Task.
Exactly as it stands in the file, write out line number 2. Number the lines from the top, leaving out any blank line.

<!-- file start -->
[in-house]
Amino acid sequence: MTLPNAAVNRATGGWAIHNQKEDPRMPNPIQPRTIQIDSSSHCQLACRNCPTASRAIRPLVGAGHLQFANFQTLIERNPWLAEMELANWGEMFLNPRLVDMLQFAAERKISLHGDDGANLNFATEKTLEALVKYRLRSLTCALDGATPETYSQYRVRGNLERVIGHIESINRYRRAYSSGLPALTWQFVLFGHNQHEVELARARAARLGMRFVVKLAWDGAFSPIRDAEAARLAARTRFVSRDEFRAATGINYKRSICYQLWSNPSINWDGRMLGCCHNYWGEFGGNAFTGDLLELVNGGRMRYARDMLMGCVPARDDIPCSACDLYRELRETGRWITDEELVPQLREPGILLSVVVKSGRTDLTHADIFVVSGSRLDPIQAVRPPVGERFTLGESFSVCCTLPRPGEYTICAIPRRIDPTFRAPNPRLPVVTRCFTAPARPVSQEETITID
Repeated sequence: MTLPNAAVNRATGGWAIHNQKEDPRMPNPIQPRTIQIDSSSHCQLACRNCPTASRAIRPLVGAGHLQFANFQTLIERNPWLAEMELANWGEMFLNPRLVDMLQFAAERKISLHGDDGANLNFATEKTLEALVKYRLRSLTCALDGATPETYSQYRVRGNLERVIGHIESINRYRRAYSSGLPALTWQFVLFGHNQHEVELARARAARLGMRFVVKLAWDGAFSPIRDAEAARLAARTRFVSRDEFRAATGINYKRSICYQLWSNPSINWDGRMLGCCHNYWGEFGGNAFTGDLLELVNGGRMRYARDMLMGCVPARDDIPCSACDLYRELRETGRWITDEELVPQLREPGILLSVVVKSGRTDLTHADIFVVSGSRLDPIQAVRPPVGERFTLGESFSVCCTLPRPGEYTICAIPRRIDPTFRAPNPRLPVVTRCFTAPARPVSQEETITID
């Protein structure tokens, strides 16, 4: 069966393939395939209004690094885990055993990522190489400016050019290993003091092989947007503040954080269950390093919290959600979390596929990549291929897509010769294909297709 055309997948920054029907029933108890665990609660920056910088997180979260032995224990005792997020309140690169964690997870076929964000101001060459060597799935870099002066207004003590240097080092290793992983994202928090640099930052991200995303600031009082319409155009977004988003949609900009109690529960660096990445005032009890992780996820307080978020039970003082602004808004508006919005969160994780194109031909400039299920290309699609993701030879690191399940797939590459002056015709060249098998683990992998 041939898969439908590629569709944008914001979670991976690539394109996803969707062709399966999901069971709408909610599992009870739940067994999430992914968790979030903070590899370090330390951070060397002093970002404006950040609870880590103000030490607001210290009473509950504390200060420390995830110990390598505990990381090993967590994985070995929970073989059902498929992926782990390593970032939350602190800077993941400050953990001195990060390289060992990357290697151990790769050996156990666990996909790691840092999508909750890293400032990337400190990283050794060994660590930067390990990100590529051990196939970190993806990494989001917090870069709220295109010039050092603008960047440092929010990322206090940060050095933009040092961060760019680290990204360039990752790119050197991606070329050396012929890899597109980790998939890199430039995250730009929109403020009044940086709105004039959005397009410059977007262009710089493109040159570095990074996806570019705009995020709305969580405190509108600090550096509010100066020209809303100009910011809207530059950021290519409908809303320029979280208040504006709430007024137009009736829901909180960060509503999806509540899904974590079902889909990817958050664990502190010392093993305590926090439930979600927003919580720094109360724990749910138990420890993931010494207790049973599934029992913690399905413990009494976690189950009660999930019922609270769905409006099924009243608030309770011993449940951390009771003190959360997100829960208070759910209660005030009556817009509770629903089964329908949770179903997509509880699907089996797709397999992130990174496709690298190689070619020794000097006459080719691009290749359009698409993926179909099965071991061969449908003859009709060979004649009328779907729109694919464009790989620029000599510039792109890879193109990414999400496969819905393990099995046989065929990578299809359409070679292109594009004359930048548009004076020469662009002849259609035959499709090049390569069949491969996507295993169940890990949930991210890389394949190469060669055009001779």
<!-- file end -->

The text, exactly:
Amino acid sequence: MTLPNAAVNRATGGWAIHNQKEDPRMPNPIQPRTIQIDSSSHCQLACRNCPTASRAIRPLVGAGHLQFANFQTLIERNPWLAEMELANWGEMFLNPRLVDMLQFAAERKISLHGDDGANLNFATEKTLEALVKYRLRSLTCALDGATPETYSQYRVRGNLERVIGHIESINRYRRAYSSGLPALTWQFVLFGHNQHEVELARARAARLGMRFVVKLAWDGAFSPIRDAEAARLAARTRFVSRDEFRAATGINYKRSICYQLWSNPSINWDGRMLGCCHNYWGEFGGNAFTGDLLELVNGGRMRYARDMLMGCVPARDDIPCSACDLYRELRETGRWITDEELVPQLREPGILLSVVVKSGRTDLTHADIFVVSGSRLDPIQAVRPPVGERFTLGESFSVCCTLPRPGEYTICAIPRRIDPTFRAPNPRLPVVTRCFTAPARPVSQEETITID